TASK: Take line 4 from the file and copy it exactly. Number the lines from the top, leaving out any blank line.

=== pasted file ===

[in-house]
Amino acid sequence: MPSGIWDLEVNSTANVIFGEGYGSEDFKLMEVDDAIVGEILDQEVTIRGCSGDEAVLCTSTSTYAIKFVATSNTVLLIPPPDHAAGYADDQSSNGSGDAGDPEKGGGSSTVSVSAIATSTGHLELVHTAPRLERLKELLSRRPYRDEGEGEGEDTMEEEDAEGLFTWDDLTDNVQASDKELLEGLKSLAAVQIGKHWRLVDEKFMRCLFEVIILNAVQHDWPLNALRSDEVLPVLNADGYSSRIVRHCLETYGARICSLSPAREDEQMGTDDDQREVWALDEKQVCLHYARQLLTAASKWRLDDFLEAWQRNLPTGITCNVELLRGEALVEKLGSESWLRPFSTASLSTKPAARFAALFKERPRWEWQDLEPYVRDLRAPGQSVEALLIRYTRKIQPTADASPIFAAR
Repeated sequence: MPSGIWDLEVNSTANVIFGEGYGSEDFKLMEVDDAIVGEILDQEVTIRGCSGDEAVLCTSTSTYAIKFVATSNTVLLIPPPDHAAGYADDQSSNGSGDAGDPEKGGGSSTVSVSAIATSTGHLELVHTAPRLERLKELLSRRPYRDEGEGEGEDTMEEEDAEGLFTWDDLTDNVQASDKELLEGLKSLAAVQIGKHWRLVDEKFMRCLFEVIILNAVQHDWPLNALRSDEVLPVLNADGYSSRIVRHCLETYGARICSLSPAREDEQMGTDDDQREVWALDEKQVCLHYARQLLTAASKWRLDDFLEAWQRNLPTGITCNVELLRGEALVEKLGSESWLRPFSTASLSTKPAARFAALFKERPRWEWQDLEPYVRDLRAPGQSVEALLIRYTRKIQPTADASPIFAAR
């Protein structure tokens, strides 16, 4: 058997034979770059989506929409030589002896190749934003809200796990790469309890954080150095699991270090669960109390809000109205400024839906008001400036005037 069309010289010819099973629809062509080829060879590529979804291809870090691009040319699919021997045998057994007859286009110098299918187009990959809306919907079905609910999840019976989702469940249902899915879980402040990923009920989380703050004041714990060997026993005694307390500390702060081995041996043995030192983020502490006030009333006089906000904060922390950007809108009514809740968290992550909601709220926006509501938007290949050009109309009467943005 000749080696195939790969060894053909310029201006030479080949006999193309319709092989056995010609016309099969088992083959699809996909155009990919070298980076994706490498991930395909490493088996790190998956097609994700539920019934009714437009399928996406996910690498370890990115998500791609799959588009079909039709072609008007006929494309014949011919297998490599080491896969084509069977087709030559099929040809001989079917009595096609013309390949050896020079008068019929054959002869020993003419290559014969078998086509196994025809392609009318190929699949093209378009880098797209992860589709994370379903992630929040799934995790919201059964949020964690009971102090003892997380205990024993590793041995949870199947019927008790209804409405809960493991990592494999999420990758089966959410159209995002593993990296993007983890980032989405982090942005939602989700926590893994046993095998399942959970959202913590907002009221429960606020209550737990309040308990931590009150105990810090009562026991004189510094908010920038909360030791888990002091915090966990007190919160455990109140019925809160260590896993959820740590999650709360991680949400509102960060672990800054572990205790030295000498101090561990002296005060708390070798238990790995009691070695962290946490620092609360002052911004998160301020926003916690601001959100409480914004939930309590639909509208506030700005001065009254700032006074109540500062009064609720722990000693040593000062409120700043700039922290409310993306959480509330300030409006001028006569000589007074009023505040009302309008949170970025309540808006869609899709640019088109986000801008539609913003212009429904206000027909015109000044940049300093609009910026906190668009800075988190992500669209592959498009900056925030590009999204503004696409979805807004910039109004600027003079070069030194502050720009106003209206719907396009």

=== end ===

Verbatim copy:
């Protein structure tokens, strides 16, 4: 058997034979770059989506929409030589002896190749934003809200796990790469309890954080150095699991270090669960109390809000109205400024839906008001400036005037 069309010289010819099973629809062509080829060879590529979804291809870090691009040319699919021997045998057994007859286009110098299918187009990959809306919907079905609910999840019976989702469940249902899915879980402040990923009920989380703050004041714990060997026993005694307390500390702060081995041996043995030192983020502490006030009333006089906000904060922390950007809108009514809740968290992550909601709220926006509501938007290949050009109309009467943005 000749080696195939790969060894053909310029201006030479080949006999193309319709092989056995010609016309099969088992083959699809996909155009990919070298980076994706490498991930395909490493088996790190998956097609994700539920019934009714437009399928996406996910690498370890990115998500791609799959588009079909039709072609008007006929494309014949011919297998490599080491896969084509069977087709030559099929040809001989079917009595096609013309390949050896020079008068019929054959002869020993003419290559014969078998086509196994025809392609009318190929699949093209378009880098797209992860589709994370379903992630929040799934995790919201059964949020964690009971102090003892997380205990024993590793041995949870199947019927008790209804409405809960493991990592494999999420990758089966959410159209995002593993990296993007983890980032989405982090942005939602989700926590893994046993095998399942959970959202913590907002009221429960606020209550737990309040308990931590009150105990810090009562026991004189510094908010920038909360030791888990002091915090966990007190919160455990109140019925809160260590896993959820740590999650709360991680949400509102960060672990800054572990205790030295000498101090561990002296005060708390070798238990790995009691070695962290946490620092609360002052911004998160301020926003916690601001959100409480914004939930309590639909509208506030700005001065009254700032006074109540500062009064609720722990000693040593000062409120700043700039922290409310993306959480509330300030409006001028006569000589007074009023505040009302309008949170970025309540808006869609899709640019088109986000801008539609913003212009429904206000027909015109000044940049300093609009910026906190668009800075988190992500669209592959498009900056925030590009999204503004696409979805807004910039109004600027003079070069030194502050720009106003209206719907396009």